desideratum

[dih-sid-uh-rey-tuhm, -rah-, -zid-]

Origin:
1645–55; < Latin, noun use of neuter past participle of dēsīderāre; see desiderate

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desiderata

[dih-sid-uh-rey-tuh, -rah-, -zid-]
plural noun, singular desideratum.
things wanted or needed; the plural of desideratum: “Happily-ever-after” and “eternal love” appear to be the desiderata of the current generation; to whom “fat chance” say those of us who are older, wiser, and more curmudgeonly. essentials, necessities, requisites, sine qua nons.
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Based on the Random House Dictionary, © Random House, Inc. 2014.
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World English Dictionary
desiderata (dɪˌzɪdəˈrɑːtə)
 
n
the plural of desideratum

desideratum (dɪˌzɪdəˈrɑːtəm)
 
n , pl -ta
something lacked and wanted
 
[C17: from Latin; see desiderate]

Collins English Dictionary - Complete & Unabridged 10th Edition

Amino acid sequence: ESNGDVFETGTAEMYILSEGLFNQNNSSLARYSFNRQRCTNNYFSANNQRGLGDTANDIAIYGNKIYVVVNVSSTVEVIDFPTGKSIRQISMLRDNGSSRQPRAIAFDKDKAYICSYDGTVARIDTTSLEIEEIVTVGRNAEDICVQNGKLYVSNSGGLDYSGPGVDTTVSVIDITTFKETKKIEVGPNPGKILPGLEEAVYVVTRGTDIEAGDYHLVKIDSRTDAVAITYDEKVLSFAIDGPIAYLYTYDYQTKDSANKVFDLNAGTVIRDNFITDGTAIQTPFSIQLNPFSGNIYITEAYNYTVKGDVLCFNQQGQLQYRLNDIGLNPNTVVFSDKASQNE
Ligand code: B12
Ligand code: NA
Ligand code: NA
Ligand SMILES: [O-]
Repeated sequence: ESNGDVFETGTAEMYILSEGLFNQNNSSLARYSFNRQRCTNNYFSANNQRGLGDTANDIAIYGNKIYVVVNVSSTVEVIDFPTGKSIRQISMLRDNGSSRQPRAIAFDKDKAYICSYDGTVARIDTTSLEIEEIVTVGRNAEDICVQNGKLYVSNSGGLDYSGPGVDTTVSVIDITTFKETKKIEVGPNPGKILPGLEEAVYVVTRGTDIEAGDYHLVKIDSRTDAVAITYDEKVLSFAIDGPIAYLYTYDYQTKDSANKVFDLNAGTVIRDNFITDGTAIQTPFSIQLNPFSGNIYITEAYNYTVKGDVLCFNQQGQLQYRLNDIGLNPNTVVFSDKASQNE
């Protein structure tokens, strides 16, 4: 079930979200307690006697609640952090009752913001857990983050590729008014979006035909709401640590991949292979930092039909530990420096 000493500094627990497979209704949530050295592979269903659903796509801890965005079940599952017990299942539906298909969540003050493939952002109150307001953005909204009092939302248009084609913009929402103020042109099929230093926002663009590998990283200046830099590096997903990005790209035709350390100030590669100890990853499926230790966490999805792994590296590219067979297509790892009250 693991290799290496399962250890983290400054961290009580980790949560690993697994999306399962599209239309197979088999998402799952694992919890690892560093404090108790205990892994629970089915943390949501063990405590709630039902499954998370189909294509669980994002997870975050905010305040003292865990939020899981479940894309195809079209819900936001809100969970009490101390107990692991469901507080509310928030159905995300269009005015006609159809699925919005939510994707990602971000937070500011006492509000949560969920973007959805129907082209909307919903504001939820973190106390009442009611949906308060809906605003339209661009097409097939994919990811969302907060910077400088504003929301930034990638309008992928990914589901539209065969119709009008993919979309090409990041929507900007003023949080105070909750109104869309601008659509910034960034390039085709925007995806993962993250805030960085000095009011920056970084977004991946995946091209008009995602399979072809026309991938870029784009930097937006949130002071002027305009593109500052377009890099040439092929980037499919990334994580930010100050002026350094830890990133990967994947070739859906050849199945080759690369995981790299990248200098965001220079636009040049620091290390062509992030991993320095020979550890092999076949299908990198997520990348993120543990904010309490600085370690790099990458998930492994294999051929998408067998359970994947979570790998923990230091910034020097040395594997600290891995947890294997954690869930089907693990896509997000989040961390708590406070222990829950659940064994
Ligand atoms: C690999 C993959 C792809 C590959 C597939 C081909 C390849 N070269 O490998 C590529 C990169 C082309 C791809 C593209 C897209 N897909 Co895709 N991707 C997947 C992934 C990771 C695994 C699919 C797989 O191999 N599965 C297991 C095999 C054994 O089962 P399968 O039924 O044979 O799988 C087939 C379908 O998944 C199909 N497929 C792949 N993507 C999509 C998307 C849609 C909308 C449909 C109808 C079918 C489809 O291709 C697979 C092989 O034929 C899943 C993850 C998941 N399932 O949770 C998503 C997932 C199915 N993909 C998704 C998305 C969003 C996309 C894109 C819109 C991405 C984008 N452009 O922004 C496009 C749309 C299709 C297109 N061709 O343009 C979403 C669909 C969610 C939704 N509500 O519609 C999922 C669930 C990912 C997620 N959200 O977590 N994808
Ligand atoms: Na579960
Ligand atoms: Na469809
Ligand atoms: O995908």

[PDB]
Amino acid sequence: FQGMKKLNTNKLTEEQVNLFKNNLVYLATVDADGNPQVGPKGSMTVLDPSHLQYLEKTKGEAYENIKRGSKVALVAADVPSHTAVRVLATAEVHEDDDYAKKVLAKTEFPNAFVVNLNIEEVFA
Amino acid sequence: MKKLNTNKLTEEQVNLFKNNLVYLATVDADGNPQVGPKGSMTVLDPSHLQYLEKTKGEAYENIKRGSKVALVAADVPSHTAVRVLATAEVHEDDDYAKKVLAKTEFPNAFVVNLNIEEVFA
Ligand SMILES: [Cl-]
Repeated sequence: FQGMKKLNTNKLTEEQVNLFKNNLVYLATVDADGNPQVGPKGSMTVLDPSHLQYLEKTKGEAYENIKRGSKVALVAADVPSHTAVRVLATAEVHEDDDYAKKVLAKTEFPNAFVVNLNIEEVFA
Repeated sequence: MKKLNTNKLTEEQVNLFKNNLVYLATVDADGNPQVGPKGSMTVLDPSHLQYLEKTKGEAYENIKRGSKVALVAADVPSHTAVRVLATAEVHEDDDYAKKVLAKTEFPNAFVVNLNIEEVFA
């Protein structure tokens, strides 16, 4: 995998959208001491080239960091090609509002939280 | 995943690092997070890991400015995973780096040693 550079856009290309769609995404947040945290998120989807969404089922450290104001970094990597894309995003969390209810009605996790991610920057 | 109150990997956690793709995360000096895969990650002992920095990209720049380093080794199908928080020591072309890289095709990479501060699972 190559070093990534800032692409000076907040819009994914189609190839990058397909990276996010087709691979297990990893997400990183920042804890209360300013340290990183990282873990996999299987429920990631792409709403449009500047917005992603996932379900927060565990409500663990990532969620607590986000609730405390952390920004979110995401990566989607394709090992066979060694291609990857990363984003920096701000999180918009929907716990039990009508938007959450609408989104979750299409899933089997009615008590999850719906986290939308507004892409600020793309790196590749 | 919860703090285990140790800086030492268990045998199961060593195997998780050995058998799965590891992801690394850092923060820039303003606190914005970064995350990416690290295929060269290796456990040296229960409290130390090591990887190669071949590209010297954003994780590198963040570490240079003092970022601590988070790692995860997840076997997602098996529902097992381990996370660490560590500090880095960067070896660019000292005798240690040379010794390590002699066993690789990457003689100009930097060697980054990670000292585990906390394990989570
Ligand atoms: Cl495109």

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Etymonline
Word Origin & History

desiderata
pl. of desideratum (1650s), from L., lit. "something for which desire is felt," from pp. stem of desiderare "to long for" (see desire).

desideratum
Online Etymology Dictionary, © 2010 Douglas Harper
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Example sentences
In his preface he used the word desideratum-he was creating something he felt was required or desired.
The successful application of steam power to farm work, is a
  desideratum--especially a steam plow.
National interest still is the defining desideratum in the nation's foreign and
  defense policy.
So forecasters do not operate in an ivory-tower environment in which truth is
  the only desideratum.
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